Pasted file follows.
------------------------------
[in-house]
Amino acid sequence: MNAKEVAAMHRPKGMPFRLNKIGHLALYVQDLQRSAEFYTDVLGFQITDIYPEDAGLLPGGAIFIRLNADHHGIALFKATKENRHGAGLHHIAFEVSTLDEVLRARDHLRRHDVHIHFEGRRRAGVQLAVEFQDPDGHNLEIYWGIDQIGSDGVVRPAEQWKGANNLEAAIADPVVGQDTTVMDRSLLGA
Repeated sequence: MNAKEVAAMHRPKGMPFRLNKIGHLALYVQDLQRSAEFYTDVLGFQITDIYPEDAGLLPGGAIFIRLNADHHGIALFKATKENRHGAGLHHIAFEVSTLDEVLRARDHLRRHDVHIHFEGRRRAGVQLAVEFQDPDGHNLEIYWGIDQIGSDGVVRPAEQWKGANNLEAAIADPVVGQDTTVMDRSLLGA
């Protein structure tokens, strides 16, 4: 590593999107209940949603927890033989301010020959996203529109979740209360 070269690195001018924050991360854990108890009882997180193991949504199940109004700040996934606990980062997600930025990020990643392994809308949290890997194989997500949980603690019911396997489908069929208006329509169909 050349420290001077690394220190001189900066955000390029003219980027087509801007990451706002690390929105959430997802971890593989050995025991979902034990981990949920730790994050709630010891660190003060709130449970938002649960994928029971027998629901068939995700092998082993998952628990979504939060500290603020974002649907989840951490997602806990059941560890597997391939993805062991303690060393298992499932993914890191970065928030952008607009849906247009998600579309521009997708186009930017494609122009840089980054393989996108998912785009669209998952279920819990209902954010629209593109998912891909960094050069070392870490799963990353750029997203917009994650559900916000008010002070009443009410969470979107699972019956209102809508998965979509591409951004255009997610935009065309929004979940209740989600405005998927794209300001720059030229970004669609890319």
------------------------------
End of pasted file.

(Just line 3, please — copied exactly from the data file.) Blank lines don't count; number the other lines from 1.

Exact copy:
Repeated sequence: MNAKEVAAMHRPKGMPFRLNKIGHLALYVQDLQRSAEFYTDVLGFQITDIYPEDAGLLPGGAIFIRLNADHHGIALFKATKENRHGAGLHHIAFEVSTLDEVLRARDHLRRHDVHIHFEGRRRAGVQLAVEFQDPDGHNLEIYWGIDQIGSDGVVRPAEQWKGANNLEAAIADPVVGQDTTVMDRSLLGA